04/04/2020
Document Title:
Beaver Valley Station, Units 1 & 2; Davis-Besse Nuclear Power Station, Unit 1; and Perry Nuclear Power Plant, Unit 1 - Annual Notification of Property Insurance Coverage
Document Type:
Legal-Insurance/Indemnity Document
Letter
Document Date:
03/27/2020

Capitolwire: Text of Senator Muth’s April 1 press release.
 
Limerick Township, Pa. -- Senator Katie Muth (D-Berks, Chester, Montgomery) today renewed her call on Exelon to improve its commitment to worker and community safety during the refueling at the Limerick Generating Station in Montgomery County, and made a short list of requests of the corporate energy giant in a letter to senior executives.
 
“Thus far, Exelon has provided an inadequate pandemic response plan, withheld information from county and state officials, and failed to prioritize the safety of its employees, contract workers, community first responders, as well as all residents of the 44th senatorial district and entire region,” Senator Muth wrote. “This is grossly irresponsible as Exelon has brought at least 1,400 workers to the epicenter of Pennsylvania’s Covid-19 pandemic.”
 
In an effort to contain the spread of Covid-19 through Montgomery County and beyond, Senator Muth is asking Exelon to do the following:
• Provide a complete list of worker accommodations. A previously provided list is incomplete. This list will ensure that first responders are geographically aware of potential risk of exposure to Covid-19 and better inform hospitality employees of the need to take precautions in the cleaning and service of lodgings.
 
* Work with federal, state, and county officials to create and implement a 14-day, controlled quarantine protocol for all contracted workers. Exelon should continue to fully compensate workers during this time and cover all costs incurred by workers during the quarantine.
 
* Continue to work with federal, state, county, and local officials throughout the refueling process, particularly improving transparency with regard to care of employees displaying symptoms of Covid-19, as requested by Congresswoman Dean and Commissioners Arkoosh and Moscowitz.
 
“These requests are simply a call for corporate responsibility to ensure maximum preventative measures to ensure safety and reduce harm of both workers, their families, essential workers across the tri-county area,” wrote Senator Muth. “It is my understanding that the plan is for many of these workers to move onto additional refueling projects, such as the scheduled Beaver Valley refueling project in western PA, as well as at other nuclear facilities across the country, and without proper safety and quarantine measures, we are risking a massive spread of Covid-19 across this state and nation.”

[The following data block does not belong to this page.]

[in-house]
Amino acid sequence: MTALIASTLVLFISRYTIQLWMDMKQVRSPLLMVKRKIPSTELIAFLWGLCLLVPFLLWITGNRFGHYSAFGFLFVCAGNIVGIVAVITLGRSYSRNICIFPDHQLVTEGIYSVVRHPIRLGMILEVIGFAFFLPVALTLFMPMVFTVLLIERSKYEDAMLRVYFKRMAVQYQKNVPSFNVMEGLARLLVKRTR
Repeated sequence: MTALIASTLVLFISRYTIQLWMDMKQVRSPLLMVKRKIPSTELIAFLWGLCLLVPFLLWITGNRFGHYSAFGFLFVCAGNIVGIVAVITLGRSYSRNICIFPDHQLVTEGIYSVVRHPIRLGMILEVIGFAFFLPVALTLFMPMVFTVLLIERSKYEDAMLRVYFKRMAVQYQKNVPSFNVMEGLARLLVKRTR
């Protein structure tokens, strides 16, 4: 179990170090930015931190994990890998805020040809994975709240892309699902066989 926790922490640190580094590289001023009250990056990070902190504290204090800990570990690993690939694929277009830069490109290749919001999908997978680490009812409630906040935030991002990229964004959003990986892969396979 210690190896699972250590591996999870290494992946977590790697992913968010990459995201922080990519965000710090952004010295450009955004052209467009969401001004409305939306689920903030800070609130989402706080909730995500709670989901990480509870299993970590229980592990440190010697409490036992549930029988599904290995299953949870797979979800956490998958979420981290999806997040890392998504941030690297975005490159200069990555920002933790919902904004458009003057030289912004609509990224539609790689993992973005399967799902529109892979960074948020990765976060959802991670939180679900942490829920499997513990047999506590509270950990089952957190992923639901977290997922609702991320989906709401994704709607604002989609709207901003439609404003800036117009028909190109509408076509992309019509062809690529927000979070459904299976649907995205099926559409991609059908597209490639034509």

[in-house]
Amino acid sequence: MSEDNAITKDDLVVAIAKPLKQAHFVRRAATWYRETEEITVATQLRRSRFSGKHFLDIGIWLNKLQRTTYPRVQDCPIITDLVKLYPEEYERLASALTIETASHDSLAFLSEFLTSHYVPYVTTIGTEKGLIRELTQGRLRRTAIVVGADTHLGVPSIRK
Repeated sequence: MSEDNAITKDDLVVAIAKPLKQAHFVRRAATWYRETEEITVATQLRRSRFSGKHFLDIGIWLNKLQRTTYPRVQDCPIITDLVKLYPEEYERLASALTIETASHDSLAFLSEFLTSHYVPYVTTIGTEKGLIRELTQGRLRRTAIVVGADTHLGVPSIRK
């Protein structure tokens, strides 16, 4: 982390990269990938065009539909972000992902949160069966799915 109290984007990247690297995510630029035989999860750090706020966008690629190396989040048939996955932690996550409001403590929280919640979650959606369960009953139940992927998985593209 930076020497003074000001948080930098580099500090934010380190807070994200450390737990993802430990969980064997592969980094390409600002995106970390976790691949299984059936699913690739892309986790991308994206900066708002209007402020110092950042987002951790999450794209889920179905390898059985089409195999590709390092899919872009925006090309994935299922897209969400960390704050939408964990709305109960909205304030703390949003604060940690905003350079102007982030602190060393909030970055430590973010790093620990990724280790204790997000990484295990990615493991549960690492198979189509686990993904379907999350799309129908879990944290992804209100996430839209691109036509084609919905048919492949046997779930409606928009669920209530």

“By fulfilling these requests for increased mitigation, Exelon has an opportunity to right its wrongs and previous negligence, and demonstrate a commitment to protecting the health and safety of workers, their families and the community at large,” she concluded.
NRC Schedules Virtual Meeting to Discuss Performance of Framatome Facility
The Nuclear Regulatory Commission staff will discuss the results of a performance review for the Framatome nuclear fuel fabrication facility in Richland, Wash., during a virtual meeting scheduled for April 7.
 
The session will be held from 4-5:30 p.m. Eastern Time (1-2:30 p.m. Pacific Time) with NRC officials from the Region II office in Atlanta and the agency’s headquarters in Rockville, Md., as well as Framatome officials at the facility in Richland. The meeting will be accessible to the public and media via Skype and NRC officials will be available following the formal portion of the meeting to answer questions. For individuals without access to Skype, a telephone conference number will be available.
 
The NRC staff assessed performance of the Framatome facility in Richland during the period beginning Jan. 1, 2018, and ending Dec. 31, 2019, in safety operations, safeguards, radiological controls, facility support and other areas. Although the safeguards area was assessed, that information is not publicly available due to its sensitive nature. The NRC staff review determined that Framatome continued to conduct its activities safely and securely, protecting public health and the environment.
 
The review found that no program area needed improvement, which means the NRC will continue its normal inspection program for such facilities. The NRC does not have resident inspectors at the Richland facility. Facility inspectors from the agency’s Atlanta regional office conduct periodic inspections of various aspects of the operation.
 
A copy of the NRC letter to the company regarding the performance review is publicly available on the NRC website.
 
For virtual meeting access or telephone call-in information, please contact either Richard Gibson Jr., at 404-997-4718 (email: Richard.gibson@nrc.gov) or Gregory Goff at 404-997-4744 (email: Gregory.goff@nrc.gov).